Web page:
Lou Brock

News flash: old ex-ballplayer does not engage in revisionist history

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Yesterday I quoted that Bill White interview by the RetroSimba blog.  It continues today, and White said two pretty neat things.

First, when asked if the Cardinals infield of White, Ken Boyer, Dick Groat and Julian Javier was the best infield he’d ever seen, he said no, cited Javier’s shortcomings as a defender and opined that, while good, it wasn’t the best.  How often do you hear an old retired ballplayer pass up the opportunity to say otherwise? Especially when all it would require is agreeing with the questioner? Hell, half of the members of the Hall of Fame are there because old ballplayers convinced themselves that their teammates were the greatest. It’s nice to see White not fall into that trap.

Second, White is asked about the Lou Brock for Ernie Broglio trade. That trade has come to be synonymous with lopsided trades, but White is very clear-eyed about it when asked if, at the time, the Cardinals thought they’d come out so well on it:

None of us did. We all thought it was nuts. Lou was a raw talent. At that point, he didn’t really understand baseball. He might try to steal while 10 runs up or 10 runs down. When he got to St. Louis, Johnny Keane told him what he expected of him, and he turned him loose. I think Lou relaxed in St. Louis. Now he’s in the Hall of Fame. Without Brock, we would not have won.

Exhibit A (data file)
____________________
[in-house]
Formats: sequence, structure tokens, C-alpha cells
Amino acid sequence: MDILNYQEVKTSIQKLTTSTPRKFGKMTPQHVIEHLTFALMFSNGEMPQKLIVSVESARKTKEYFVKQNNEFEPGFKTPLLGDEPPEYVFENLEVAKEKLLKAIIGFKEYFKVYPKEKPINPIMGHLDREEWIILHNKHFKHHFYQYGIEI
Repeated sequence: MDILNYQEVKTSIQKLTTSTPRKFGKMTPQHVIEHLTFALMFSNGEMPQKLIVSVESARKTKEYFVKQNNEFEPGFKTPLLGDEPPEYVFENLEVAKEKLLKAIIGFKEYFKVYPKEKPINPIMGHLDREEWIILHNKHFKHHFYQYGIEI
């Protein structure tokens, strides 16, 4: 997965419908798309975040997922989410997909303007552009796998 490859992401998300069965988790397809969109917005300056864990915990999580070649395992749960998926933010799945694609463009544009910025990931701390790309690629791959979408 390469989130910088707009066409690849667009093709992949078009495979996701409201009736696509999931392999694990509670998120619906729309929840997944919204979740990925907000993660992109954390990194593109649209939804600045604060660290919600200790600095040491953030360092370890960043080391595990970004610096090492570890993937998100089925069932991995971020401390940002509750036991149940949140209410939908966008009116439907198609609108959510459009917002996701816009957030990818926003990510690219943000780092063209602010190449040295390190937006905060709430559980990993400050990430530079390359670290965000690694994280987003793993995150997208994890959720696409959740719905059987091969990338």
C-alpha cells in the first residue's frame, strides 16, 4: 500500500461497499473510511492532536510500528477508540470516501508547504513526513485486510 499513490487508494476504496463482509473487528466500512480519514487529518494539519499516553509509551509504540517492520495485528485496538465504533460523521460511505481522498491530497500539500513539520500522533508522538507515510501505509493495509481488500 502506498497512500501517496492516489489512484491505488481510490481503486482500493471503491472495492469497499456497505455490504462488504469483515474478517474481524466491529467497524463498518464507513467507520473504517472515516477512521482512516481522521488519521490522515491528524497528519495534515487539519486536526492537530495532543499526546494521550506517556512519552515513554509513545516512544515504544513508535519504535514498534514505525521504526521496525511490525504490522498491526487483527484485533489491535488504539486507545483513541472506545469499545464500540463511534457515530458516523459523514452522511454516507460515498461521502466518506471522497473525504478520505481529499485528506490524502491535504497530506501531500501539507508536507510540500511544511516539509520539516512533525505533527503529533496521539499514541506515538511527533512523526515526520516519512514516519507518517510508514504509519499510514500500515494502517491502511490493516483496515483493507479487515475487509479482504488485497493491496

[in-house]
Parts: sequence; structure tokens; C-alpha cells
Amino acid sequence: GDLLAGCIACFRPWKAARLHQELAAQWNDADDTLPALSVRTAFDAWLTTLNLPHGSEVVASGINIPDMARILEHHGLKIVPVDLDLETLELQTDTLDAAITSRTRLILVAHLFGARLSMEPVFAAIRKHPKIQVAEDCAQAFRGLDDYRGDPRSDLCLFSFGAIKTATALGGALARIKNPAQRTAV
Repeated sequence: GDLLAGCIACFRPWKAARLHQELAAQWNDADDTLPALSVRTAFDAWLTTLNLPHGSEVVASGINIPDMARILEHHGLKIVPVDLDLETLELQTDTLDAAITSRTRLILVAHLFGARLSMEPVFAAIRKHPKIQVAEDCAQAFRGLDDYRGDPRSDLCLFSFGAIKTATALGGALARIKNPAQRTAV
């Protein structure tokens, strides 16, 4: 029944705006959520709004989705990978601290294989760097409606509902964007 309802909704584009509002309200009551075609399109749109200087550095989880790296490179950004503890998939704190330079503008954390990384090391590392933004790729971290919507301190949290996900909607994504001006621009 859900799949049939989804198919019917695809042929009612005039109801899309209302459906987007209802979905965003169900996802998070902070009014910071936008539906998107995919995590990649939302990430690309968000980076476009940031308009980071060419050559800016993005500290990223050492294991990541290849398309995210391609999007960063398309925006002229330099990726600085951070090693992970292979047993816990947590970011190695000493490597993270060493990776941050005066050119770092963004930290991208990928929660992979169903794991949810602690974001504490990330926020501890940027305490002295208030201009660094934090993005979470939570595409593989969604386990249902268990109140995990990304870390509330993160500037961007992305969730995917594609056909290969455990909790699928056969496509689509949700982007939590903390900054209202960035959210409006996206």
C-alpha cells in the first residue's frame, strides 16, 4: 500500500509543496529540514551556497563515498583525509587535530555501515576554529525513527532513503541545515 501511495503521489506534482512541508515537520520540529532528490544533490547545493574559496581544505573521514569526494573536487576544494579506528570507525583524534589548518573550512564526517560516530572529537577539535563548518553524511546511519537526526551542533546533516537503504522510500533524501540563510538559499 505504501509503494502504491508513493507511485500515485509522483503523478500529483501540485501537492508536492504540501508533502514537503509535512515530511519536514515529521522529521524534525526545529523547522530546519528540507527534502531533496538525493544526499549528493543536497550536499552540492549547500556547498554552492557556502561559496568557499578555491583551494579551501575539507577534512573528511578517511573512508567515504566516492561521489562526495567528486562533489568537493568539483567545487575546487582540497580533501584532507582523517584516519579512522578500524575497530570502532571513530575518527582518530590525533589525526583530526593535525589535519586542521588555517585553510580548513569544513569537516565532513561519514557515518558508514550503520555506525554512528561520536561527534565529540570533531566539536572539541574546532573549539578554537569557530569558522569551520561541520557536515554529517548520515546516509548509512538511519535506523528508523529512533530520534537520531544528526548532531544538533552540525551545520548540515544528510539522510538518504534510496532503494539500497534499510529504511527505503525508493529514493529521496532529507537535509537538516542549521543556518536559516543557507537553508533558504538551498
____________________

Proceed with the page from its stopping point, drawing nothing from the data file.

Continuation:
As the commenters over at this Baseball Think Factory thread discussing the interview noted, however, at the time most savvy observers felt that the Cubs had actually won the trade and won it handily. Brock was already 25 years-old, still raw, and played extremely poor defense. No one at the time felt that at his age he’d blossom into a Hall of Famer. Meanwhile, Broglio was thought of as a solid pitcher who, though today we’d likely worry about due to his workload, wasn’t thought of as a risk then.  Finally, the lesser players heading to Chicago with Broglio in the trade were far better than those accompanying Brock down to St. Louis. The Cards got Paul Toth and Jack Spring. Chicago got Doug Clemens, and Bobby Shantz.

Which, of course, underlines the notion we all know: that trades have to be judged twice: both on what is known or suspected at the time they are made and judged again later, from a “so, how did they do?” perspective.  The Brock trade was pro-Chicago by the former measure and obviously pro-St. Louis on the latter.  Only no one seems to remember or care about the former.

But Bill White remembers. And that, combined with his comments about his infield, make him the rare old timer who views his time in the game objectively and doesn’t seem to tell tall tales as time goes on.

Giants sign catcher Nick Hundley

DENVER, CO - JUNE 07:  Nick Hundley #4 of the Colorado Rockies takes an at bat against the Miami Marlins at Coors Field on June 7, 2015 in Denver, Colorado.  (Photo by Doug Pensinger/Getty Images)
Getty Images